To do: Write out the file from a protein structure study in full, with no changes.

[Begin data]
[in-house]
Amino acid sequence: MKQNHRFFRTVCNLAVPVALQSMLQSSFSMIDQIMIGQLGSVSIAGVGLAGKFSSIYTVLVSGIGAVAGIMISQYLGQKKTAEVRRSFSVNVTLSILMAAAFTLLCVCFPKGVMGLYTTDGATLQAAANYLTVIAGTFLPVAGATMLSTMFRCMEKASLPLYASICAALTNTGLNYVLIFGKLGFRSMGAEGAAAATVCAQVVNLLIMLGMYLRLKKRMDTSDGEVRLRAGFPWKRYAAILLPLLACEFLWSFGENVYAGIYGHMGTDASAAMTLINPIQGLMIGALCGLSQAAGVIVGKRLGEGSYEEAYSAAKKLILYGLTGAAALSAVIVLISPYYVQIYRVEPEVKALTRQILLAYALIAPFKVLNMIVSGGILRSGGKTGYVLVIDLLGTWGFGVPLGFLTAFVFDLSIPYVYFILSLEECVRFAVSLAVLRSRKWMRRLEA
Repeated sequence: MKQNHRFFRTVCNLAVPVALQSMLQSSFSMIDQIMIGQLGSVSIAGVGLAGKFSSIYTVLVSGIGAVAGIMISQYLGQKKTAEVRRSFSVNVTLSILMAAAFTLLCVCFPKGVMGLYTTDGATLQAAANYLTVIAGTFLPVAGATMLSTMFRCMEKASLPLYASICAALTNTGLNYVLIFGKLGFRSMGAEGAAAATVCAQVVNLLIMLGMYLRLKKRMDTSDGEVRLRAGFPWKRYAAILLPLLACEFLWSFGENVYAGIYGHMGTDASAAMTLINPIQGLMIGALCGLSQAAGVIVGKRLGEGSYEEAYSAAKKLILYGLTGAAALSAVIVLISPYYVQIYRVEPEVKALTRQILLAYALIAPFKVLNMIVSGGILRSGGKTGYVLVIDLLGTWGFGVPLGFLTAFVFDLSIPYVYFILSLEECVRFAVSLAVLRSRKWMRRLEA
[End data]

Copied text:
[in-house]
Amino acid sequence: MKQNHRFFRTVCNLAVPVALQSMLQSSFSMIDQIMIGQLGSVSIAGVGLAGKFSSIYTVLVSGIGAVAGIMISQYLGQKKTAEVRRSFSVNVTLSILMAAAFTLLCVCFPKGVMGLYTTDGATLQAAANYLTVIAGTFLPVAGATMLSTMFRCMEKASLPLYASICAALTNTGLNYVLIFGKLGFRSMGAEGAAAATVCAQVVNLLIMLGMYLRLKKRMDTSDGEVRLRAGFPWKRYAAILLPLLACEFLWSFGENVYAGIYGHMGTDASAAMTLINPIQGLMIGALCGLSQAAGVIVGKRLGEGSYEEAYSAAKKLILYGLTGAAALSAVIVLISPYYVQIYRVEPEVKALTRQILLAYALIAPFKVLNMIVSGGILRSGGKTGYVLVIDLLGTWGFGVPLGFLTAFVFDLSIPYVYFILSLEECVRFAVSLAVLRSRKWMRRLEA
Repeated sequence: MKQNHRFFRTVCNLAVPVALQSMLQSSFSMIDQIMIGQLGSVSIAGVGLAGKFSSIYTVLVSGIGAVAGIMISQYLGQKKTAEVRRSFSVNVTLSILMAAAFTLLCVCFPKGVMGLYTTDGATLQAAANYLTVIAGTFLPVAGATMLSTMFRCMEKASLPLYASICAALTNTGLNYVLIFGKLGFRSMGAEGAAAATVCAQVVNLLIMLGMYLRLKKRMDTSDGEVRLRAGFPWKRYAAILLPLLACEFLWSFGENVYAGIYGHMGTDASAAMTLINPIQGLMIGALCGLSQAAGVIVGKRLGEGSYEEAYSAAKKLILYGLTGAAALSAVIVLISPYYVQIYRVEPEVKALTRQILLAYALIAPFKVLNMIVSGGILRSGGKTGYVLVIDLLGTWGFGVPLGFLTAFVFDLSIPYVYFILSLEECVRFAVSLAVLRSRKWMRRLEA